Yesterday’s publication of a report on the comparative cost of different electricity generation scenarios by AF Consult (available by following the link from here) was well-trailed in advance. It was also well-knocked in advance, as the government and renewables industries got in their pre-emptive first strike.
The headline from the report is a suggestion that the UK’s binding carbon reduction targets can be met more cheaply by building gas and nuclear power stations rather than wind turbines. It will be like manna for those opposed to wind turbines, of course. But then, if it really is possible to meet the UK’s targets by a cheaper means than governments are currently pursuing, why wouldn’t we want to do that?
As ever, it isn’t quite that simple, and although ‘if’ is a small word, in this case it represents a large caveat – or rather, series of caveats.
The first, and most obvious, is that it assumes that the targets set for the proportion of electricity which must come from renewable sources can simply be ignored. Breaking an international obligation – the target is a binding one – is not exactly a minor issue. For sure, if the target is the wrong one, then one can argue that it should be renegotiated; but simply to assume that it can be ignored is not a safe assumption to make.
And it is assumptions which go to the heart of the problem with this report. It’s based on a complex mathematical model. There’s nothing wrong with that; lots of things are based on mathematical models. But models are only ever going to be as good as the assumptions with which they start; and in this case, my main argument with the conclusions isn’t the methodology or the calculations performed, it’s the assumptions which act as the starting point. And if the assumptions are wrong, it's hardly likely that the conclusions will be very robust.
Not all the assumptions are explicitly stated; nor would I expect them to be. But four in particular are worth more attention.
The first is the question of future fuel prices, and the comparison between fuel prices. They have used the central estimates from a DECC study. That’s an entirely reasonable thing for the report authors to do; they have to start somewhere. The question, though, is whether the DECC have got it right, and on that point, I’m sceptical.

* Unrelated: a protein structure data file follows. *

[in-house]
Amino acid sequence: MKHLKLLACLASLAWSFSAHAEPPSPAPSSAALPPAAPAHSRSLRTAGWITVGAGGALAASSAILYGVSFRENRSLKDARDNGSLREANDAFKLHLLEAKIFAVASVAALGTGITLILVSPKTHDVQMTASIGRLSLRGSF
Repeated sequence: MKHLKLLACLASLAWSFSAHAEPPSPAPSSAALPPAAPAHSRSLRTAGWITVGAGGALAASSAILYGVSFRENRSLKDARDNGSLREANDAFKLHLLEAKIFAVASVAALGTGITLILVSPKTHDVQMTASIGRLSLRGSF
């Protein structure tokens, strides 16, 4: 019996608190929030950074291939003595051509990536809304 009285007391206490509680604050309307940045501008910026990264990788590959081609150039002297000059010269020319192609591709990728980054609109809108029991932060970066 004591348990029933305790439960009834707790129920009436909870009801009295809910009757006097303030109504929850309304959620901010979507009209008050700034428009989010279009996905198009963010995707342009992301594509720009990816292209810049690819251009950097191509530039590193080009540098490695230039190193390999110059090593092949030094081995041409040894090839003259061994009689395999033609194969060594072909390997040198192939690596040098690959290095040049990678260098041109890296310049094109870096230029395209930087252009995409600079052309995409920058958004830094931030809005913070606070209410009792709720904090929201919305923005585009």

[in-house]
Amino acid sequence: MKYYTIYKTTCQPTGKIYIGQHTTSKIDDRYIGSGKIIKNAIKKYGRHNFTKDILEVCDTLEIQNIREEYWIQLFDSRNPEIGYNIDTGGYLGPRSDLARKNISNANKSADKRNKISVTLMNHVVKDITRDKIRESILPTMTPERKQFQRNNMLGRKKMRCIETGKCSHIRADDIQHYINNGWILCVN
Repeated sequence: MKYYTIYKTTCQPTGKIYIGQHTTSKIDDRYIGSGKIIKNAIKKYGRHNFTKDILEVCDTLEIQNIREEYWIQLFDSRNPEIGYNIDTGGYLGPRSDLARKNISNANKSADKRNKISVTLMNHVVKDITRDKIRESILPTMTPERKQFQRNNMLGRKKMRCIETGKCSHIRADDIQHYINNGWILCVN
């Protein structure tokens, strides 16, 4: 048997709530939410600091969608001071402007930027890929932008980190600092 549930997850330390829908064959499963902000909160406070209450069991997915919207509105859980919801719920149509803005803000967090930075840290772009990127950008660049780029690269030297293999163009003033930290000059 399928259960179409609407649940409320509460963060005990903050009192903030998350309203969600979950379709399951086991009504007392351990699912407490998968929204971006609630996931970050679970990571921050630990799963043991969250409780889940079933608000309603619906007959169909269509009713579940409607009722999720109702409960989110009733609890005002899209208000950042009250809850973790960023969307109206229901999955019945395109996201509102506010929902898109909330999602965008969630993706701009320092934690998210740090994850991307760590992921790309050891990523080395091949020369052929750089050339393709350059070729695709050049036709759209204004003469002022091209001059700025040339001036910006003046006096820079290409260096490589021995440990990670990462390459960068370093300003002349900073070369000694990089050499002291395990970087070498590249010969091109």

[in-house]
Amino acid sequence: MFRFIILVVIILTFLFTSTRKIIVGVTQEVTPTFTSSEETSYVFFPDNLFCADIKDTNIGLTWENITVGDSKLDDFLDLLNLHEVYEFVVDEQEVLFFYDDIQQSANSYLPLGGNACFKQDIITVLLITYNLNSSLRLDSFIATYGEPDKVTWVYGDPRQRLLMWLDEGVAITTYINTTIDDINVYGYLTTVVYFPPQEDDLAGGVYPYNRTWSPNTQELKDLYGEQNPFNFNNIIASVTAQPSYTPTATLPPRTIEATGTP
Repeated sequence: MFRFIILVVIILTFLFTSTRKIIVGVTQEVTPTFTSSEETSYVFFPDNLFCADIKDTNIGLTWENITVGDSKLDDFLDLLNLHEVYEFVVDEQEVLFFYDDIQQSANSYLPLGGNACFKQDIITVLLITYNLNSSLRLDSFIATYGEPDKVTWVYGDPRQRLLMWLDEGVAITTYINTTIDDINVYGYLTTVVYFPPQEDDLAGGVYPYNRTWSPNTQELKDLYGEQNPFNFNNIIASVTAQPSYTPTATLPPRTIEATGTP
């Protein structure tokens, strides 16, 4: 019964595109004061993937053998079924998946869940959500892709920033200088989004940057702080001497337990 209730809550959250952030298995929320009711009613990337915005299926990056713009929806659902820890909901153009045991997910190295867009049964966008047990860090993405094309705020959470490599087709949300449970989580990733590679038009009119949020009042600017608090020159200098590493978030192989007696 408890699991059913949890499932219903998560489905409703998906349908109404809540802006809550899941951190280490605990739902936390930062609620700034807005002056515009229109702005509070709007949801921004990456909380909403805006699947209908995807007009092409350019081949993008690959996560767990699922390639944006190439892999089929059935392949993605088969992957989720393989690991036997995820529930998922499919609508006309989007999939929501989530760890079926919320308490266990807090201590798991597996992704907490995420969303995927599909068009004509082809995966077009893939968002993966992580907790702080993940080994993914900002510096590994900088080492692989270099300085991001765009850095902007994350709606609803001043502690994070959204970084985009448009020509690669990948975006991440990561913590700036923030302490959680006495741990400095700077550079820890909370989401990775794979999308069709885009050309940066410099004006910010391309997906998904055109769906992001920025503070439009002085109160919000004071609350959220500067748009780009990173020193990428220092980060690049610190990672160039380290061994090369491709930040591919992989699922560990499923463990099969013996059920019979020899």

One of the big advantages of renewables is precisely that they are not vulnerable to fuel price shocks during their operational life (although, obviously, variations in fuel price can affect construction costs, this is a small factor in the overall cost comparison). Gas prices, on the other hand, can be much more volatile. The volatility is generally upward as world demand increases, although I’d accept that shale gas – if we decide to exploit it – could change that equation. But to what extent do we want to gamble on the price – or, potentially worse, put ourselves in a position where we are dependent on fracking?
The second big assumption concerns the cost of decommissioning nuclear plant and nuclear waste management. Again, the report’s authors have, entirely reasonably, used the assumptions to which the UK Government is working, and which were detailed in a DECC report from Parsons Brinckerhoff in 2011. They had to start somewhere; my problem with that, however, is that since no-one is yet entirely certain how waste will be managed for the long term, there is a high degree of uncertainty about the costs involved. Experience suggests that they are more likely to increase than to decrease.
The third big assumption is that at least some of the new gas plants can be fitted with CCS technology. This assumption is key to achieving the required reduction in carbon emissions, but as the report itself conceded, the technology is to date unproven on the large scale required.
And the fourth is that we do not expand the production on electricity to increase its use in heating and transportation. If we do make such an increase, then the carbon reduction targets cannot be achieved with the fuel split used in their scenarios. We would have to use renewables.
I agree with the UK Government assessment that this paper is badly flawed. The tragedy is that it will, nevertheless, be recycled regularly in the local and national press by anti-wind campaigners who will claim that it ‘proves’ that we shouldn’t be building new wind turbines. It actually proves no such thing (and didn’t even set out to prove that, merely to compare the costs of alternative approaches of meeting a target).